The Cabinet on Friday approved the deployment of 1,000 police officers to Haiti, jumping one more legal hurdle in the circuitous approvals needed to have the move get legal backing.
A dispatch from State House in Nairobi said the Cabinet had approved the deployment and submitted the resolution to parliament for the needed ratification.
Kenya has offered to lead a Multinational Security Support Mission (MSS) to Haiti, which was last week endorsed by the UN Security Council (UNSC).
Back in Nairobi, the decision by the government to send the troops has been controversial and a lawyer had already gone to court seeking to stop the deployment altogether.
The High Court earlier in the week suspended plans for deployment, temporarily, after the lawyer argued there had been no Cabinet decision on it and that Parliament was being bypassed.
Appearing before a parliamentary committee on Thursday, Interior Cabinet Secretary Professor Kithure Kindiki said the mission was viable, based on a preliminary reconnaissance in Haiti by Nairobi’s senior security officers.
Toured Toussaint Louverture
A dozen senior police officers had toured Toussaint Louverture International Airport and neighbouring sites in Port-au-Prince Haiti, in August and stayed for a few days.
“An assessment of the team that went to Haiti reflects the viability and success of the mission. Kenya had committed to deploy 1,000 officers out of an initial requirement of 2,500 officers and the mandate of the mission is one year upon which thereafter there will be an exit or whatever other arrangement that arises,” Prof Kindiki told the Committee on Administration and Internal Security.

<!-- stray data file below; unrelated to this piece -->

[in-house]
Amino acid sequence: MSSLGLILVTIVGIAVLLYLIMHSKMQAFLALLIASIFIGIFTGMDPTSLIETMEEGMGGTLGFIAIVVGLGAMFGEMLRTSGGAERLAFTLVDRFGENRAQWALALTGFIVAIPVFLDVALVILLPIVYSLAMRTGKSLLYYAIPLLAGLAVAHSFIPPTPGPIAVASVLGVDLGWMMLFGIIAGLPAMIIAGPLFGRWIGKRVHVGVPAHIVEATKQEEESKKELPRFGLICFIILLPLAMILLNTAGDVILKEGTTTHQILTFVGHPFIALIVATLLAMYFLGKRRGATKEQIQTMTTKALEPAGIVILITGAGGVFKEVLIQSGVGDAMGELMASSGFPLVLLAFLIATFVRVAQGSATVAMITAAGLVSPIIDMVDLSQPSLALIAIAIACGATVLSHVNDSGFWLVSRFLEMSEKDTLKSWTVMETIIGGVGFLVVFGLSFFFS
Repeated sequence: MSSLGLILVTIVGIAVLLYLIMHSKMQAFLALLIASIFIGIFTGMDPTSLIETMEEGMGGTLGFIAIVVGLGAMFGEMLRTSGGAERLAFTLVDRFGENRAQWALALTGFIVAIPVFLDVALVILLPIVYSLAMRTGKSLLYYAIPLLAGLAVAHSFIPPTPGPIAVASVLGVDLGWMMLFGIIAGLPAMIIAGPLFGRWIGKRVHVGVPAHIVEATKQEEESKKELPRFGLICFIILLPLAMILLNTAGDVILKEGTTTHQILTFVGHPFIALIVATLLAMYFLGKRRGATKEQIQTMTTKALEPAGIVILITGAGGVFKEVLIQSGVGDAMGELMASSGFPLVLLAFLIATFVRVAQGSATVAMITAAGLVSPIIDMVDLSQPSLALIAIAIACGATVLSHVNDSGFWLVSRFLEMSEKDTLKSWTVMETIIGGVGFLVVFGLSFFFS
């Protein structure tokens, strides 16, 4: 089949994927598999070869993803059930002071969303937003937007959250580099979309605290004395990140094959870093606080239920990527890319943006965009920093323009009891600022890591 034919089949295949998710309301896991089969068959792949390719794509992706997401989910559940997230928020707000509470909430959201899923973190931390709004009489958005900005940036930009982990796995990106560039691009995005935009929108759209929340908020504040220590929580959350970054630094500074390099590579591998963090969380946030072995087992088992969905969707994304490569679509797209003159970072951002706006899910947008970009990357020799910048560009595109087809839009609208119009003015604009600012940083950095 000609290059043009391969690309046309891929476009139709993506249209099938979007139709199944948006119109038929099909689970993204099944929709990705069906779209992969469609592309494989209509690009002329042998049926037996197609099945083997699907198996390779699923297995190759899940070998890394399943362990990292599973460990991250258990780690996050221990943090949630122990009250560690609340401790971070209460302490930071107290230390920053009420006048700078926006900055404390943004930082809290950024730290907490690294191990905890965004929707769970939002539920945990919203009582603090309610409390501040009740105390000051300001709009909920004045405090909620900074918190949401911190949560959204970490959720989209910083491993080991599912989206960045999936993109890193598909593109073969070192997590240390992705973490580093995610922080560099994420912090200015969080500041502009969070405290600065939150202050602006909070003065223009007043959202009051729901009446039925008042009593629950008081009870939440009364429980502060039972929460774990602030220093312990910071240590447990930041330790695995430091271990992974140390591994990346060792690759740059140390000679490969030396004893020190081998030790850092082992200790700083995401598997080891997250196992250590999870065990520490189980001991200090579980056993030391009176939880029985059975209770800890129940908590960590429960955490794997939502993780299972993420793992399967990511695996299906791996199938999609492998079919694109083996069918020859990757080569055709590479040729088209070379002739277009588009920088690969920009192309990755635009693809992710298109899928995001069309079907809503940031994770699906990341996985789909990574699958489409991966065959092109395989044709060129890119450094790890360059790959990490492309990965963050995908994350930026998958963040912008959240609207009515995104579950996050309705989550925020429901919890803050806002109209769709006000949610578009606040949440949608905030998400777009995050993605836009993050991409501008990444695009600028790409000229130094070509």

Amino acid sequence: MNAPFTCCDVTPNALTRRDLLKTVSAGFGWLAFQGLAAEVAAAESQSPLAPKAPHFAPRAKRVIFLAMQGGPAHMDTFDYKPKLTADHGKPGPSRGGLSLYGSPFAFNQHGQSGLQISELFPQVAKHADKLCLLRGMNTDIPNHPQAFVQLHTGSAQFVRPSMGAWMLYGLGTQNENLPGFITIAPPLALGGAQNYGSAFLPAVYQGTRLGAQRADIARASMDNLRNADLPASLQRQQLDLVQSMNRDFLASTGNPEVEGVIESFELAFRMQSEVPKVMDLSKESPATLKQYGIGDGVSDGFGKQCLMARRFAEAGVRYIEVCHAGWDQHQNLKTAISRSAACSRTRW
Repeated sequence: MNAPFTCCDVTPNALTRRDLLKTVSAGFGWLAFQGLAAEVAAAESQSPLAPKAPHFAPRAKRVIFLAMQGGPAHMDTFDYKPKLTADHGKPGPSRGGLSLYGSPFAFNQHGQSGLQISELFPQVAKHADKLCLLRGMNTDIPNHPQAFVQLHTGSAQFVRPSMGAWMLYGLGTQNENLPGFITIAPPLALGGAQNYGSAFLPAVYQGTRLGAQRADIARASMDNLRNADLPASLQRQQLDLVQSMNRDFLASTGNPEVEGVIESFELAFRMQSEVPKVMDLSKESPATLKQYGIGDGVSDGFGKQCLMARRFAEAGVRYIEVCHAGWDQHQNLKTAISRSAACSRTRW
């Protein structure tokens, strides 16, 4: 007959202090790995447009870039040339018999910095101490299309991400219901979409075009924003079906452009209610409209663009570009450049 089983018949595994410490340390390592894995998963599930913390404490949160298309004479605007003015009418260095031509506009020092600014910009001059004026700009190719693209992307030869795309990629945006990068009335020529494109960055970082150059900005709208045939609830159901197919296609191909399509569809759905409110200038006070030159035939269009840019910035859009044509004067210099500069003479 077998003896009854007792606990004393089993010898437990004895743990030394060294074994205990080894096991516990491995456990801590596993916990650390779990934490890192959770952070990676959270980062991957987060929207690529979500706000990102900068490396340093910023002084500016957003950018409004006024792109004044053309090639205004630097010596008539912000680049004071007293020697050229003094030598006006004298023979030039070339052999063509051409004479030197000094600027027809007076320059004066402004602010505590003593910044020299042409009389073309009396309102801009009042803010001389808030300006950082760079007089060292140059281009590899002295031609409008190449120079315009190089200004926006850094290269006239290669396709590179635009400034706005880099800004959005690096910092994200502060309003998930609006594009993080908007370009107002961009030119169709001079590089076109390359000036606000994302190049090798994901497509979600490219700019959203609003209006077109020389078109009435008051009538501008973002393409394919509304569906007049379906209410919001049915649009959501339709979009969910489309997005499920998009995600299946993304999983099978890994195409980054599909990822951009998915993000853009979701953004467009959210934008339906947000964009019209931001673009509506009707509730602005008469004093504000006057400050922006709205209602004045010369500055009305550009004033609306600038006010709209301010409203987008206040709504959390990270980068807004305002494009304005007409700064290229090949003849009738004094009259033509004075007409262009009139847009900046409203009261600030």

The team that was led by Deputy Inspector General in charge of Administration Police Noor Gabow also held meetings in New York, US, and met with officials from Haitian government to understand the demands of the local population. The US is partly funding the MSS to the tune of $200 million subject to Congress approval.
Already, the officers who will be deployed have been selected ahead of pre-deployment training and other technical arrangements.
“The technical and operational arrangements are ongoing and there will be more pre-mission visits by different players before the actual deployment early next year. Nothing in terms of deployment will happen until the legal requirements have been met,” Prof Kindiki added.
“I am happy to assure the country that we are not taking our officers to Haiti as guinea pigs because our police officers have been engaged in the past very successfully in the United Nations missions to Namibia, Liberia, former Yugoslavia, Bosnia and Herzegovina, East Timor, Cambodia, Croatia, Kosovo, Sierra Leone twice, South Sudan (ongoing), the Democratic Republic of Congo (ongoing) as well as the AU missions in Darfur and Somalia.
“That is why when these discussions were held; our emphasis as a country was only two pre-conditions; that it gets legal backing under UNSC so that we cushion our officers from any harm of a legal nature and to make sure that our law is followed before deployment,” added the CS.
The government intends to deploy more reconnaissance teams composed of members of the National Police Service, Foreign Affairs officials and other critical agencies to Haiti as a basis of due diligence and viability ahead of the deployment.
In the meantime, he said the government was engaging the UN and members of the diplomatic corps on the mission and a team will be travelling to New York to ensure proper legal and diplomatic arrangements are in place.
“I also want to inform the committee and the country that this being an international mission, it shall not cause the expenditure of any government funds because it is a UN-funded mission.”